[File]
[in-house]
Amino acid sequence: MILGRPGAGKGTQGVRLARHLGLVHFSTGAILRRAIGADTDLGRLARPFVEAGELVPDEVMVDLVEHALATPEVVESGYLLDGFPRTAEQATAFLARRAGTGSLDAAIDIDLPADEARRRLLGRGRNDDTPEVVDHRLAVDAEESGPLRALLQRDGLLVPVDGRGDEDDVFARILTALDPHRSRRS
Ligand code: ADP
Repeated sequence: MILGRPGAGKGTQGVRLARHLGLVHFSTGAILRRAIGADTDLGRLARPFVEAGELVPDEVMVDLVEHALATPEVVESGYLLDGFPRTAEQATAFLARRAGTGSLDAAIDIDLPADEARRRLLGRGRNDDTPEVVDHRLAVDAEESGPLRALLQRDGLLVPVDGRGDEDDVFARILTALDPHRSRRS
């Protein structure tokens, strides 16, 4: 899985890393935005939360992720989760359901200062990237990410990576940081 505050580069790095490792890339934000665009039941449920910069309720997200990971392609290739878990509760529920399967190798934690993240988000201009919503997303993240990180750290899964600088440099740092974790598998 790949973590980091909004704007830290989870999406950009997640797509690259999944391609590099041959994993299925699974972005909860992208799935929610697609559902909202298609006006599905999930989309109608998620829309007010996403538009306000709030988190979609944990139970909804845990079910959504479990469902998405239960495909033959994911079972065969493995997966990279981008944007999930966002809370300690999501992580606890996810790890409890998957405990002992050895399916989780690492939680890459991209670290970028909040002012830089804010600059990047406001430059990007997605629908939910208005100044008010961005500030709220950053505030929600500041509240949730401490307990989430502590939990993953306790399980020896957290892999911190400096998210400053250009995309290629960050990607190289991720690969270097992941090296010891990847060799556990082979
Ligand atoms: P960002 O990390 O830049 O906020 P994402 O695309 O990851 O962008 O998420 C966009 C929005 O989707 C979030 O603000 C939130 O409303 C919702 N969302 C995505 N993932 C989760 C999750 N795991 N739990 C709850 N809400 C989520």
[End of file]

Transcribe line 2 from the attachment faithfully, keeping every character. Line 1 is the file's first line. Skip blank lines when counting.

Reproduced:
Amino acid sequence: MILGRPGAGKGTQGVRLARHLGLVHFSTGAILRRAIGADTDLGRLARPFVEAGELVPDEVMVDLVEHALATPEVVESGYLLDGFPRTAEQATAFLARRAGTGSLDAAIDIDLPADEARRRLLGRGRNDDTPEVVDHRLAVDAEESGPLRALLQRDGLLVPVDGRGDEDDVFARILTALDPHRSRRS